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Time to Renovate! A must read before you swing that hammer.

April 11, 2016

home renovationDid you ever turn on HGTV and think, “I want that chef’s kitchen in my home” or “I would love to have a spa master bath”? The good news is that with interest rates still relatively low and the housing market thriving in major cities, now is the time to consider renovations to your home. Besides, don’t you deserve that dream kitchen & bath?

Here are some tools to get you started.

Why are you renovating? Clarify your motivations. Are you renovating to fix? To sell? To improve utility? To create a comfortable home? To hike the value of your property? Articulating your goal can guide you in prioritizing repairs and improvements.

Draw up a plan: Prioritize the projects on your ‘wish list’. Experts advise that you narrow your project to one at a time because your needs may change. Choose and buy your material and tools for that phase and produce ‘construction documents’ only for that segment. Operating this way makes the work more doable.

Consider the costs: A good idea is to draw out your budget before you start. Extensive home renovations, which include design, construction, and securing permits, take approximately a year. Would it be cheaper for you to remodel or cheaper to move? Moreover, if you’re intending to renovate in order to increase the value of your property, consider the predictive value of your home and neighborhood. Would your house become too expensive to buy? A real estate agent and a general contractor could answer these questions. If you’re intending to buy a property to renovate, have a contractor estimate the costs first. You don’t want to find yourself out of pocket after you’ve pocketed the key! It’s also a good idea to pad some dollars to your budget. There’s bound to be speed-bumps along the way.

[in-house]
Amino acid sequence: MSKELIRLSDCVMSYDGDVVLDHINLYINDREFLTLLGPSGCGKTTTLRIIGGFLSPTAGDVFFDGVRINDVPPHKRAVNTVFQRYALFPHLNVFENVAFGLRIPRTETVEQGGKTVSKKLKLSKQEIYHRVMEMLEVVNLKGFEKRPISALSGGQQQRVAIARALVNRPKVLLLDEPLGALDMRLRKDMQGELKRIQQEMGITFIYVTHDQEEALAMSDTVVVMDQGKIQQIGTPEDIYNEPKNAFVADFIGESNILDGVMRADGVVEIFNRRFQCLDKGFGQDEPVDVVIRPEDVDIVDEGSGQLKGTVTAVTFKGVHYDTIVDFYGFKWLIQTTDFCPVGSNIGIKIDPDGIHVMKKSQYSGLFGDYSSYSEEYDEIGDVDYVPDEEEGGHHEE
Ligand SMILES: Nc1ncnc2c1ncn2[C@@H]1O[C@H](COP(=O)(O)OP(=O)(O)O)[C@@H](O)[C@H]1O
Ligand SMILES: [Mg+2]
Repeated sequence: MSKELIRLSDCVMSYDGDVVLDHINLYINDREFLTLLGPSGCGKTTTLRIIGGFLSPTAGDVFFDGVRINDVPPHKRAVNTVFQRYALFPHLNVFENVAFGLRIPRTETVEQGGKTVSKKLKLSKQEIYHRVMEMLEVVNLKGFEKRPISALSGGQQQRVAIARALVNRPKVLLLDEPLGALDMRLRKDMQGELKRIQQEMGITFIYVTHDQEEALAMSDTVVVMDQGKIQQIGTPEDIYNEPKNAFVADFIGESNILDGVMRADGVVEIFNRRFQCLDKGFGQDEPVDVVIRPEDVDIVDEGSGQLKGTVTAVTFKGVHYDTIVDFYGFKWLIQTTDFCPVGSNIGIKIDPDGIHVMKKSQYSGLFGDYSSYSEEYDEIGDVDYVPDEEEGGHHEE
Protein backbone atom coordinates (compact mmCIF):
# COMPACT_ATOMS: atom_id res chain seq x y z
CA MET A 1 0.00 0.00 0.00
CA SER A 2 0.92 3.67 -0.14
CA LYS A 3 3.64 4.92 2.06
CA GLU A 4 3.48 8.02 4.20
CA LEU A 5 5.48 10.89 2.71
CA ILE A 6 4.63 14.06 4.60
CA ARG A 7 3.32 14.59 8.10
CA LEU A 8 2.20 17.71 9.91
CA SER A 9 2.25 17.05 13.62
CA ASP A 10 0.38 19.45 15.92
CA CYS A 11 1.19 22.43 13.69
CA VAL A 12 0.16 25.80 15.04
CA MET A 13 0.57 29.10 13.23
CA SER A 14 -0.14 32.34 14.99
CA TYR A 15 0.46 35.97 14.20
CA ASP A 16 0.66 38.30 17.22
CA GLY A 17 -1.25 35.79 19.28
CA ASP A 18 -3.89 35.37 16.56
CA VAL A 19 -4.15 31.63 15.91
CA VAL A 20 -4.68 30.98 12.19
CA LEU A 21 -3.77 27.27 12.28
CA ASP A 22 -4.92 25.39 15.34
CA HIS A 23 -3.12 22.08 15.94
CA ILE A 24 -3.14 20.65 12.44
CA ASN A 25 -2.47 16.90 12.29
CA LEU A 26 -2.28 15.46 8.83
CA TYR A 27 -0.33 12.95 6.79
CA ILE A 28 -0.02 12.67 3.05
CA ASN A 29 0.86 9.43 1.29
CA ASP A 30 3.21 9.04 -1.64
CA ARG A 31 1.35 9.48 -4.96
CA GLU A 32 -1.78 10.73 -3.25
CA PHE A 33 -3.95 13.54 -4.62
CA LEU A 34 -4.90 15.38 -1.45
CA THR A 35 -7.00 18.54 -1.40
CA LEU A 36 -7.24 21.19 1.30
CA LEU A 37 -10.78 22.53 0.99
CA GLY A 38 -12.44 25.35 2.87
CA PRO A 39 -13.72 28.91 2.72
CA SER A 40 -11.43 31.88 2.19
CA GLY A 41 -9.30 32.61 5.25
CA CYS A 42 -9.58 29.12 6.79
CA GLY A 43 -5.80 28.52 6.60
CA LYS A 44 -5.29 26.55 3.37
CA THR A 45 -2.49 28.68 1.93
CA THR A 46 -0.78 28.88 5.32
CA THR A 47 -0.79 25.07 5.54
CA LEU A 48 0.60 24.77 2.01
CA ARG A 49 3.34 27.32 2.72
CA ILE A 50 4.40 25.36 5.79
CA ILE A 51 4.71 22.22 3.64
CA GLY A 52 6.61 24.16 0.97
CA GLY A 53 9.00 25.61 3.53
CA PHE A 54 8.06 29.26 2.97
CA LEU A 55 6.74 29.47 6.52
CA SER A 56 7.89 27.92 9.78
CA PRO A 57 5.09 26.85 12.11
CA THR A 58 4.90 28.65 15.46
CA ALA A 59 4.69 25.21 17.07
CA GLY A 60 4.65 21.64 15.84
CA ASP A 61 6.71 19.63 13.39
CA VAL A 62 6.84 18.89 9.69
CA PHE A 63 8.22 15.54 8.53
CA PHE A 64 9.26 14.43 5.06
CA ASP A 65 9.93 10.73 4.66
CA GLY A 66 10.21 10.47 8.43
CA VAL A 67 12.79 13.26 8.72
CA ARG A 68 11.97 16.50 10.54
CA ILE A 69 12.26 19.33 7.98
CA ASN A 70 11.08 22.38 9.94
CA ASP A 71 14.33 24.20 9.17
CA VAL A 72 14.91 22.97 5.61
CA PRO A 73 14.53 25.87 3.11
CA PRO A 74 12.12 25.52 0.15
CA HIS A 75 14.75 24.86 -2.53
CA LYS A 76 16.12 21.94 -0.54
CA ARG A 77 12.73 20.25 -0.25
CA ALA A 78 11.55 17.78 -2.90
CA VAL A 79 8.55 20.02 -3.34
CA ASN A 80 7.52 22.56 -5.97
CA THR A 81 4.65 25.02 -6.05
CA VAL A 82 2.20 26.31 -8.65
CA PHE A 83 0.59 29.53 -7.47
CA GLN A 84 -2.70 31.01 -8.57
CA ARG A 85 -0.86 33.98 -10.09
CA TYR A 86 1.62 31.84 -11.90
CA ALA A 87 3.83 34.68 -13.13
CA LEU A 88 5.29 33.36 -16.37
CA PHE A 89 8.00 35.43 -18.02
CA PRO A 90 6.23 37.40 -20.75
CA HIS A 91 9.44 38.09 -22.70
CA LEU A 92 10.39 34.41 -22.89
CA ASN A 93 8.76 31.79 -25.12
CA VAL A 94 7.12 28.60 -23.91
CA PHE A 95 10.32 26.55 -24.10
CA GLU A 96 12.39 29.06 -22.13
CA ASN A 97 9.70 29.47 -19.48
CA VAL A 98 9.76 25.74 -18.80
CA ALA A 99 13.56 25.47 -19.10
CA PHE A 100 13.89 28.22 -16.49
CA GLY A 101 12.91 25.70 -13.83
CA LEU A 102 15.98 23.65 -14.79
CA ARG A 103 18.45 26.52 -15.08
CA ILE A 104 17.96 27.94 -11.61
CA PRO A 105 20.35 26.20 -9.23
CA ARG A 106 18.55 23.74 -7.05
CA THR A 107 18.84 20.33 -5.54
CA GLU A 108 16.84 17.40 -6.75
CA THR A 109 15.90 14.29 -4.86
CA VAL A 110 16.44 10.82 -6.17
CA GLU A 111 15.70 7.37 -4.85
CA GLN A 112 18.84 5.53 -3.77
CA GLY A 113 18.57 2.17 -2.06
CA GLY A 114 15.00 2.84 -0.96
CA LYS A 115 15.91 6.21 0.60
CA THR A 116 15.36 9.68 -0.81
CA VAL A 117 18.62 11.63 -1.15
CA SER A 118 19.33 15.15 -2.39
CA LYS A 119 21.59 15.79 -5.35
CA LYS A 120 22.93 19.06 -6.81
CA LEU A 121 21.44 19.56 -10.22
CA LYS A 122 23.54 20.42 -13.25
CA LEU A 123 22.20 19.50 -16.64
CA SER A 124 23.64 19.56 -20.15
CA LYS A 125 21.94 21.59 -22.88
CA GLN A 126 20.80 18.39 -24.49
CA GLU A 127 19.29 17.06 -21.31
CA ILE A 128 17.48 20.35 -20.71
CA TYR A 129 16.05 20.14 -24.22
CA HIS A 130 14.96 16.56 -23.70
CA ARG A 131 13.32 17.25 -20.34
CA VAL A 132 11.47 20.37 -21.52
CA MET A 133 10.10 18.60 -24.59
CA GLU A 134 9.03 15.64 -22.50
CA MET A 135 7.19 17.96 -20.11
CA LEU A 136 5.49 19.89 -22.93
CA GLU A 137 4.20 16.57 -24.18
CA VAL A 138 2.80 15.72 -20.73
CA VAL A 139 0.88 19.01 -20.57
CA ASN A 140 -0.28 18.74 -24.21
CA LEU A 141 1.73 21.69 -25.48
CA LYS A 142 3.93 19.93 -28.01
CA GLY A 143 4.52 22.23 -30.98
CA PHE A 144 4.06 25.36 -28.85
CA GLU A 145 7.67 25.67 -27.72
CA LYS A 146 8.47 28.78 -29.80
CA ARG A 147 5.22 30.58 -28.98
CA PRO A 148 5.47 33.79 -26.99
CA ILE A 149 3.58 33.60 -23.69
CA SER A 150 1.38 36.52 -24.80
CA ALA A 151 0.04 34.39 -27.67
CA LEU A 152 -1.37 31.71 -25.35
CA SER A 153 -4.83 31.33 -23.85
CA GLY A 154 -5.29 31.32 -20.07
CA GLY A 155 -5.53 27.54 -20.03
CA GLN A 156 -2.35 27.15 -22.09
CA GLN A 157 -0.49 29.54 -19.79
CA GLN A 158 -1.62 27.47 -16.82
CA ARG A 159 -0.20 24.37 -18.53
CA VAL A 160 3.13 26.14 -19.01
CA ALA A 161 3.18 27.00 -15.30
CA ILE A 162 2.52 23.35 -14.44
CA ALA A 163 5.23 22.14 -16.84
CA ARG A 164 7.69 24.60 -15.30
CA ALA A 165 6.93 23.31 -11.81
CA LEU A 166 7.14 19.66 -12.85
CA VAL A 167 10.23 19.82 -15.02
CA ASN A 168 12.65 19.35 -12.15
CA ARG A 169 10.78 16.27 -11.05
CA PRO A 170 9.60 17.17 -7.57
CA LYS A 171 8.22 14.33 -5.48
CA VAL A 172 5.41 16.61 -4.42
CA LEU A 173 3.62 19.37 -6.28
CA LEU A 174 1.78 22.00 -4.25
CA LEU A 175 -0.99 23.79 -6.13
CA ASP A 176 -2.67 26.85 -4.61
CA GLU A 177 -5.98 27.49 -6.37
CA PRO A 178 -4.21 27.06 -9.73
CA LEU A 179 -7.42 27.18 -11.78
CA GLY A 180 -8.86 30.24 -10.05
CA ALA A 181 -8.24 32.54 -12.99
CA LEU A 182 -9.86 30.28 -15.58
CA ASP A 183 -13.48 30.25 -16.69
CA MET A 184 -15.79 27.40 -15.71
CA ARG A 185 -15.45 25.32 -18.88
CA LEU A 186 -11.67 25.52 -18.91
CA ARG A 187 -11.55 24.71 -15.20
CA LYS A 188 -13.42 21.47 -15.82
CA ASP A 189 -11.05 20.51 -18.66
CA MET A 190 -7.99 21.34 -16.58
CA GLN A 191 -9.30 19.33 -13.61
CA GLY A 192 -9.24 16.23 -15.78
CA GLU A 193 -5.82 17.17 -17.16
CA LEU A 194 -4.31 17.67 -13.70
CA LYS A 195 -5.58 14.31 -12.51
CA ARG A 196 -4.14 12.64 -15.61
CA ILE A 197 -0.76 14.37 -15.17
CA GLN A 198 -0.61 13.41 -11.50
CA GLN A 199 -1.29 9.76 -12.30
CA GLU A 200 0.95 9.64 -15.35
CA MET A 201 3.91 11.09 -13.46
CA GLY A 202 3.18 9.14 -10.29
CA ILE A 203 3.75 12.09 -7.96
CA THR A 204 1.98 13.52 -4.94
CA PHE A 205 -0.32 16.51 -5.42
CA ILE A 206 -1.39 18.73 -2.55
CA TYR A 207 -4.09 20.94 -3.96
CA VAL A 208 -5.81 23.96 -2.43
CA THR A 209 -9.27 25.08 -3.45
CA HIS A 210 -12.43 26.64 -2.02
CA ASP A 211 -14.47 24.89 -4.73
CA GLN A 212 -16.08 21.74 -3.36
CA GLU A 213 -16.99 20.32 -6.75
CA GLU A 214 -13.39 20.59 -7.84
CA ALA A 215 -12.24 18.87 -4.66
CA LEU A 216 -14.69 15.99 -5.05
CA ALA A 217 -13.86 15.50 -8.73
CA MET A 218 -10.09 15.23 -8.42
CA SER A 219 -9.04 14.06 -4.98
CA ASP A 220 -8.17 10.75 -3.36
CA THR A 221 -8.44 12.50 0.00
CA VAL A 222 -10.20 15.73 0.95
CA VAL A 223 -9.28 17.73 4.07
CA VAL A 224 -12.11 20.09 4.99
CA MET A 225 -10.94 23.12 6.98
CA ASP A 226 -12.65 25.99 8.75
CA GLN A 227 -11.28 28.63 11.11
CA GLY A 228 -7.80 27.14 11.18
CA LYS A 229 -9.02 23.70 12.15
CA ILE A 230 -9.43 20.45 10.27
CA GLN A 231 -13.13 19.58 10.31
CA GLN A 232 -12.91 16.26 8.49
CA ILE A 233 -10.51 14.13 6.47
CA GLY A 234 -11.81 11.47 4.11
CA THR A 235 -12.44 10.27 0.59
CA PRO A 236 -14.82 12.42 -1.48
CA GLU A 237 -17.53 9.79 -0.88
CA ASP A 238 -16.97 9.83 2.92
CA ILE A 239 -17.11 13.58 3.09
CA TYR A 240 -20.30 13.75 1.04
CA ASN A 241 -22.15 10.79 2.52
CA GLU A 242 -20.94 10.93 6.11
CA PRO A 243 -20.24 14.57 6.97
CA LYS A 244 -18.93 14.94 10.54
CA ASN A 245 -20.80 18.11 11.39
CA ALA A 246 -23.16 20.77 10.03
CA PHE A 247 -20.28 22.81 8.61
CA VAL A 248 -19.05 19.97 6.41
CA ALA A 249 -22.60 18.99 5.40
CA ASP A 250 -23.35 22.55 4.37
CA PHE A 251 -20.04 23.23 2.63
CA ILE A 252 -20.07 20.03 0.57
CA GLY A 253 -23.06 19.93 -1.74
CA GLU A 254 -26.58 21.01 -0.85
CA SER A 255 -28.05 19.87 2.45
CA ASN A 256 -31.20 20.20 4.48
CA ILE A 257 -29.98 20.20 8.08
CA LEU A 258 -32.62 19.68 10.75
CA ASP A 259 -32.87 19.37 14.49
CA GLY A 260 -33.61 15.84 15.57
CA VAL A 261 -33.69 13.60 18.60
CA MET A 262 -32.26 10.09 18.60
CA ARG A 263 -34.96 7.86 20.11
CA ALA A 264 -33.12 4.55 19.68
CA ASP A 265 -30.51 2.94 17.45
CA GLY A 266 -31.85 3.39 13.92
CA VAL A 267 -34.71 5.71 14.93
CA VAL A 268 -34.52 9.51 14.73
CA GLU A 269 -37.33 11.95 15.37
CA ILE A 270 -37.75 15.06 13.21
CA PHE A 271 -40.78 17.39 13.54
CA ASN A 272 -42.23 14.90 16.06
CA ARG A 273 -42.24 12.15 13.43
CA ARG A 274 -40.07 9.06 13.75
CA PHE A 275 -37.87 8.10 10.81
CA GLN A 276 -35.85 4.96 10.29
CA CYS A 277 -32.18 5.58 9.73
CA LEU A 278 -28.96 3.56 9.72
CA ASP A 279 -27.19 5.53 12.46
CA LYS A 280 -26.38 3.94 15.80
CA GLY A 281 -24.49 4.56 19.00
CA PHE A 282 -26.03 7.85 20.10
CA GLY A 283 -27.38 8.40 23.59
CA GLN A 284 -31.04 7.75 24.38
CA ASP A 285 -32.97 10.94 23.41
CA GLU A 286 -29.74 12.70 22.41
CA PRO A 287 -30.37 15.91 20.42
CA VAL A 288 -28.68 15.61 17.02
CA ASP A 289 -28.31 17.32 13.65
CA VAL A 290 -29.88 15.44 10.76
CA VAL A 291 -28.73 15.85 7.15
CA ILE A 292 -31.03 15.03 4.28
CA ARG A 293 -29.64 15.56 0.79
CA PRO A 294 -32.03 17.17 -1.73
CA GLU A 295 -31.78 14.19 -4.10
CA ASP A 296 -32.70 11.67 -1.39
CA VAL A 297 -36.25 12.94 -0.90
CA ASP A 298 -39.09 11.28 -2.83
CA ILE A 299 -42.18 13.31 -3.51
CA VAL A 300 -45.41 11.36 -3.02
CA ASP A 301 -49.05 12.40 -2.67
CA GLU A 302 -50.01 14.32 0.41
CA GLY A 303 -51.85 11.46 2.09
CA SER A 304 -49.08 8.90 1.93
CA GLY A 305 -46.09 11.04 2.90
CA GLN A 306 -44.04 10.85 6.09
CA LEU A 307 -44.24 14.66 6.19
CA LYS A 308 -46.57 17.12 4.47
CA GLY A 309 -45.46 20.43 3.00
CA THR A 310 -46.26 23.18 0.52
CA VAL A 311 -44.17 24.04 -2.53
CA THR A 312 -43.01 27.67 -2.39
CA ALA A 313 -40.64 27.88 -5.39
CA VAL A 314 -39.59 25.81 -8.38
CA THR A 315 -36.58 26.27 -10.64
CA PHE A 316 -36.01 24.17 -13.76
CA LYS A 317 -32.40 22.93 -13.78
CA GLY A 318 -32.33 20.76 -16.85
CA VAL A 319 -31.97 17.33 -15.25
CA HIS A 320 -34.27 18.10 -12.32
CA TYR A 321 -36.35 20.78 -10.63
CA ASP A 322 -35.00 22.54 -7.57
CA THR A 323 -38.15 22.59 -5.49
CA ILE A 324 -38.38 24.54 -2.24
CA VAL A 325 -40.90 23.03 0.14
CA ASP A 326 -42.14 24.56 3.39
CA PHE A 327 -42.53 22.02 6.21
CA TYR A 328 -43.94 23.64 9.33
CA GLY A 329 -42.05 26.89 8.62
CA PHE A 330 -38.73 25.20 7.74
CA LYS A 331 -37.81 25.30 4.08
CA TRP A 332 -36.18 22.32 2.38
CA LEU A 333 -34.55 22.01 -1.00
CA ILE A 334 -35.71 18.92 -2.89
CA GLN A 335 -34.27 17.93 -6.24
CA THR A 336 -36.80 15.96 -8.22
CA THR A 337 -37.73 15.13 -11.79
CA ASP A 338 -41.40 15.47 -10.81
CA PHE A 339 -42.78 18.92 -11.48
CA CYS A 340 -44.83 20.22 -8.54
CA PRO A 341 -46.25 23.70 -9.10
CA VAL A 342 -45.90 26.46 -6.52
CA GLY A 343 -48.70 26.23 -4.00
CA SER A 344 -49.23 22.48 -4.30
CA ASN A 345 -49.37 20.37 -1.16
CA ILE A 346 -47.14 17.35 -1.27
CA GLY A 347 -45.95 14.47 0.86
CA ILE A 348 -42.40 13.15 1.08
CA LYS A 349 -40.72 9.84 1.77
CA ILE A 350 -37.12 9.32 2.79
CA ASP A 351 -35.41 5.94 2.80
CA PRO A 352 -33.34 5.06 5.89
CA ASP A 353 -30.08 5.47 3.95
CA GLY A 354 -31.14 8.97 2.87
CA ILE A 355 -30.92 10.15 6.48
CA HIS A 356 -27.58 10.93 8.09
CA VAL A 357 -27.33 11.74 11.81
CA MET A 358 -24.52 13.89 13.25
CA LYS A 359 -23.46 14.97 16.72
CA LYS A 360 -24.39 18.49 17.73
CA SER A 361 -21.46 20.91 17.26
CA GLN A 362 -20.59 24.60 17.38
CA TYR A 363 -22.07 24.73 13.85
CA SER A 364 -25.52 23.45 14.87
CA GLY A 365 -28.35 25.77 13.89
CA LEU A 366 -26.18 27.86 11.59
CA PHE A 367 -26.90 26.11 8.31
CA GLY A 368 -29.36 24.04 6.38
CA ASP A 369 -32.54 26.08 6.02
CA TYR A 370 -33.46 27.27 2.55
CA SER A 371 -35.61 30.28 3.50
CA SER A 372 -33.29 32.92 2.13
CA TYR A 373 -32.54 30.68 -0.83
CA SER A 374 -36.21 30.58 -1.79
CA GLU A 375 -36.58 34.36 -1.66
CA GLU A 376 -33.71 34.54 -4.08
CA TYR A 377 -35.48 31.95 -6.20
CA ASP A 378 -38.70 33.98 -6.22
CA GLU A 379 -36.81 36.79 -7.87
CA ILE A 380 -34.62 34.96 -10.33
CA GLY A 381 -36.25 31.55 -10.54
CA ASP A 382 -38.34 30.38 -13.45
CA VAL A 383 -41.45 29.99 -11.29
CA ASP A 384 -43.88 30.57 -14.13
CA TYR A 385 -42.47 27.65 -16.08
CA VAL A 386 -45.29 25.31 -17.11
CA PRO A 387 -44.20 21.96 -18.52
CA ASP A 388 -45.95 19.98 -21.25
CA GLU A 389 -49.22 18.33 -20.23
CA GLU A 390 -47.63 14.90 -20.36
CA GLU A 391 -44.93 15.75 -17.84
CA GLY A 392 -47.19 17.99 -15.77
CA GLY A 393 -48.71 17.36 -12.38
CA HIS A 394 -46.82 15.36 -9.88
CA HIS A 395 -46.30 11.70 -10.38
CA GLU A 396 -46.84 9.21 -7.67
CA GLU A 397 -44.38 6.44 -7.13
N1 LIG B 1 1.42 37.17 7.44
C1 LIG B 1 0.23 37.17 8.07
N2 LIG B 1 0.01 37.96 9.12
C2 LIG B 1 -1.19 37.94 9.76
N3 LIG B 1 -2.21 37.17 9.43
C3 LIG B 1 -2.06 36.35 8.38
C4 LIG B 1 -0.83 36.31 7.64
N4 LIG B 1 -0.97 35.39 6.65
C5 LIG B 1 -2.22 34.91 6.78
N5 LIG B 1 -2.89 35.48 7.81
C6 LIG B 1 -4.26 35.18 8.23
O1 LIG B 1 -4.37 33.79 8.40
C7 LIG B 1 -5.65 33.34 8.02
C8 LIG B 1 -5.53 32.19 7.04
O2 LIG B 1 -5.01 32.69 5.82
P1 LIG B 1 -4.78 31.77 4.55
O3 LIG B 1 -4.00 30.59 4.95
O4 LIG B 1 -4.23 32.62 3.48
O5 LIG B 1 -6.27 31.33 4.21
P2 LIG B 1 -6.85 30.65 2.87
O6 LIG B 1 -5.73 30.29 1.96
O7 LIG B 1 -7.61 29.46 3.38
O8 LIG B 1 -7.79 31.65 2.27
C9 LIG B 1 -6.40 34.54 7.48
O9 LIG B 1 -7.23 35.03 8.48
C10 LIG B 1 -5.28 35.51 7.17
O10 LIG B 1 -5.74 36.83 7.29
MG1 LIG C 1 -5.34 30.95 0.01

Find the potential: One of the blessings of remodeling is that you have the chance to polish some obstructed potential. Your house may have some hidden character that you may want to highlight such as a quaint stairway that has been covered by yellow paint, or a 19th-century historical architectural façade that was speckled over by whitewash. Remodeling gives you the opportunity to develop it. Consider hiring an architect or designer who specializes in residential renovations. They can point out property potentials and inadequacies and maybe help you find alternate solutions to problem areas.

Investigate constraints: If you’re considering an addition or extensive remodel, you may have constraints on height limit, lot coverage, or grading. Your property came with a title report that should describe covenants on the building. Some homes are ‘non-conformist’ which means you can remodel almost as you please but others have current land-code requirements or are located in historic areas. In all cases, check with your building department before smashing that sledgehammer against the wall.


Laurie Fisher

Personal Lines Account Manager

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